How can I improve the performance of my MGA?

Glen Renshaw in his competition winning MGA

There are a number of things that can be done to a standard MGA to improve its performance. Some of them are relatively cheap. Some arenít.
The main improvements fall within the following categories:
MG published advice on tuning the MGA for improved performance. The various stages of tuning involved:
There are many other modifications that can be made. A popular one is to replace the original engine with one from an MGB (1.8 to 2.0 litres). This is unpopular amongst purists.
Suspension
Probably the cheapest method for improving the handling of the MGA is to fit an anti-sway bar.
Wheels and tyres
The MGA was originally sold with 5.60-15 tyres. The closest size you can get today is a 165SR15 (this is the same as 165/80/15).
The first number (165) is the width of the tyre in millimeters.
The second number (80) is the "aspect ratio" (as a percent of the tyre's width). In this case the aspect (height of the sidewall) is 80% of the width (165 x 0.80= 132 mm).
The third number (15) is the size of the wheel that the tyre will fit (in inches).
The standard tyre is fine for normal driving. However, for high speed cornering a tyre with better traction and shorter sidewalls is to be preferred.
The car makes contact with the ground at 4 points (assuming you are driving on 4 tyres and they are all touching the ground). All of the forces that affect the car whilst it is being driven (eg acceleration, braking and cornering) are transmitted through those 4 points. How well a tyre can handle those forces depends on a number of factors including the tyreís traction and its ability to retain its profile (resist rolling during cornering).
To improve the handling of your MGA you might consider wider wheels and tyres with a lower aspect ratio. Assuming your car is currently fitted with 165/80/15 tyres, you could change to, for example, 185/65/15 or 195/60/15.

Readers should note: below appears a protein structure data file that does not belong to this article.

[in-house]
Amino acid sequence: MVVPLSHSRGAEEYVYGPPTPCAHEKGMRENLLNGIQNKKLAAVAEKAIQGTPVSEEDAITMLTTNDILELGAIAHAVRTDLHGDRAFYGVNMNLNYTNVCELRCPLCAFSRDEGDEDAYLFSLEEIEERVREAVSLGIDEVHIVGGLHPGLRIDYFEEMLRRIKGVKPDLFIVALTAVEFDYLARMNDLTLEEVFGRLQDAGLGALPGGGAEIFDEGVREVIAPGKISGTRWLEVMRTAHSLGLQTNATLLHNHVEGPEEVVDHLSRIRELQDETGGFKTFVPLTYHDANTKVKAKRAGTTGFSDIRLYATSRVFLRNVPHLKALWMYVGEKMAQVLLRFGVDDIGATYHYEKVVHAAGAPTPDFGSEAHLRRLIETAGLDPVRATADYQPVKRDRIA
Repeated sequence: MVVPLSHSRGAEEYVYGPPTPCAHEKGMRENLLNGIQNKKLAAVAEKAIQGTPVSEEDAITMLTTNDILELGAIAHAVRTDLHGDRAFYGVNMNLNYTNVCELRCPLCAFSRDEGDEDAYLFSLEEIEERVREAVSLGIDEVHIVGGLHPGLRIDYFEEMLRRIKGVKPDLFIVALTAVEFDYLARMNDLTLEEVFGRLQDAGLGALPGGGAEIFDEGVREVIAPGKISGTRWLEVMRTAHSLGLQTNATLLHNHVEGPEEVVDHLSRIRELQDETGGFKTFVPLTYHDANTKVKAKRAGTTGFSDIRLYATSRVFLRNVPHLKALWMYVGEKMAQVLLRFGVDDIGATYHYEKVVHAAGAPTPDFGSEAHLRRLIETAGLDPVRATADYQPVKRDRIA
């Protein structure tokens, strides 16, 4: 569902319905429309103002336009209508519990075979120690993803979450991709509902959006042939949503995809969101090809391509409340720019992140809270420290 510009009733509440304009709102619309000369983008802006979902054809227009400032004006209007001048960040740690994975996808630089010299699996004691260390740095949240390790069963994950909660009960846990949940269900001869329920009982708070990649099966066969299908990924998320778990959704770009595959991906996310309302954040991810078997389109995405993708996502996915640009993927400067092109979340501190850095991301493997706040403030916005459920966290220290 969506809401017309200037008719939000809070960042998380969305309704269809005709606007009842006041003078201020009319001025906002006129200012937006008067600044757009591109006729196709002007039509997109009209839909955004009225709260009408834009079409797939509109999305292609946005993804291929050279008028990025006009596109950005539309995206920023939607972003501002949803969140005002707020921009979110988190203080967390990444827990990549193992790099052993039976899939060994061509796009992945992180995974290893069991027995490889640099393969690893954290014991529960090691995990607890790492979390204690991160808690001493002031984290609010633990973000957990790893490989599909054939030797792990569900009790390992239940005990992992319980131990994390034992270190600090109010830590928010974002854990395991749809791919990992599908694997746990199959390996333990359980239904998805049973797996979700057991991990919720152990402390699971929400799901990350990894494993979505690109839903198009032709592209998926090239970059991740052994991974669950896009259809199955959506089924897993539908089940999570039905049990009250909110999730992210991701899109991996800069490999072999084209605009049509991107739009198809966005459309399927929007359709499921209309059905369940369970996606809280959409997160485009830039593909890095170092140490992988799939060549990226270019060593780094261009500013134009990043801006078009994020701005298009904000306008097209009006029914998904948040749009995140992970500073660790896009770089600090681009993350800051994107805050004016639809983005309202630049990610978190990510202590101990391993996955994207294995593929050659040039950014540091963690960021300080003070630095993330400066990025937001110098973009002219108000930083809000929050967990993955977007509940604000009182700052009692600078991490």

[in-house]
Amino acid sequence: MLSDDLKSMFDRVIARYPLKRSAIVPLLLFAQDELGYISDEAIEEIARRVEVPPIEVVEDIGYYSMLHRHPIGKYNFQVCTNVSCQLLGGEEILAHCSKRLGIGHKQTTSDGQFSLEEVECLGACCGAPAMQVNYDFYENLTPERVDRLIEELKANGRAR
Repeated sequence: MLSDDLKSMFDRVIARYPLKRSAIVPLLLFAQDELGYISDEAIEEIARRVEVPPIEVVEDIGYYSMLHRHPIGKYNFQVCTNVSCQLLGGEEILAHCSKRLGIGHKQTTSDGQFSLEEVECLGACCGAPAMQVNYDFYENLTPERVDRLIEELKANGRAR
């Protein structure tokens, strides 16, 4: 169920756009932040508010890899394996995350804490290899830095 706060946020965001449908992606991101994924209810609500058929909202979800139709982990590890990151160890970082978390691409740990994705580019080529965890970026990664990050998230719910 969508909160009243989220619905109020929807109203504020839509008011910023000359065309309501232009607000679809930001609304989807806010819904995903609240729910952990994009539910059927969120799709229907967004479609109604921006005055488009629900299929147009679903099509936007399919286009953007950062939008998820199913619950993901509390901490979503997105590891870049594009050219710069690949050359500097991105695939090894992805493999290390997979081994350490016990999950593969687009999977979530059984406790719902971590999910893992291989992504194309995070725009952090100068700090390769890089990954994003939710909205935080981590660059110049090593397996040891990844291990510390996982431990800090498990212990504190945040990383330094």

You need to keep in mind that any change in the diameter of your tire will affect the engine speed (RPM) required to propel the car at a particular speed. For example, a 185/65/15 is approximately 3.8% smaller than the "standard" 165/80/15. This means your speedometer will be affected, the engine RPM required to travel at a given speed will increase by 3.8% and your top speed will be reduced by the same percentage.
Changing to a 195/60/15 will have an even greater effect (approximately 5%).
This reduction in the size of the tyre may allow you to travel through corners faster but it will reduce your top speed. It may assist in hillclimbs. In short, it will affect the performance of the car in different ways. The trick is to determine the best tyre having regard to your driving ability, the track, the rate of climb at the hillclimb, your differential, etc.
As a rule of thumb, an increase of 10mm in width (eg from a 165 to a 175) requires a reduction of 5 in the aspect ratio to retain roughly the same diameter of tyre (ie to ensure your speedo retains its current level of accuracy). In other words, the following are roughly the same diameter as the "standard" 165/80/15:
175/75/15
185/70/15
195/65/15
Unfortunately, tyre manufacturers do not produce tyres in every size. And high performance tyres using "racing" rubber compounds are typically not produced in widths less than 195. And they are rarely made with an aspect ratio higher than 60. If you want a "racing" tyre for an MGA you are likely to fit a 195/60/15 which is almost 5% smaller in diameter than the original tyre.
Before you rush out to purchase a wide racing tyre you must check the size of your wheels. The standard MGA wheels had 4 inch rims. The general rule is that the width of the rim should not be less than 70% of the width of the tyre. Applying this rule, the maximum tyre widths for particular rims are as follows:
Rim             Maximum tyre width
4 inch            165
4.5 inch         175
5 inch            185
5.5 inch         195
Some people do exceed the above limits. However, this may adversely affect the performance of the tyre.
Gearbox and differential
The standard rear axle was 4.3:1 (on the 1500, 1600 Mk I and Twin Cam) or 4.1:1 (on the 1600 Mk II).  A 4.55:1 was offered as a factory installed option.  For competition, a 3.909:1 was available.  Whilst the Twin Cam was in production, a 4.875:1 and a 5.125:1 was also offered.
Close ratio gears were (and still are) also popular amongst the competition set. With a close ratio gearbox, the top gear is the same as in a standard box whilst first gear in the close ratio box is closer to second gear in a standard box. This means that the gears are "closer" together, resulting in less of a "gap" between gears. This results in a lower loss of engine revs when changing gears. However, it does make for a slower start off the line!
Compiled Daniel Levy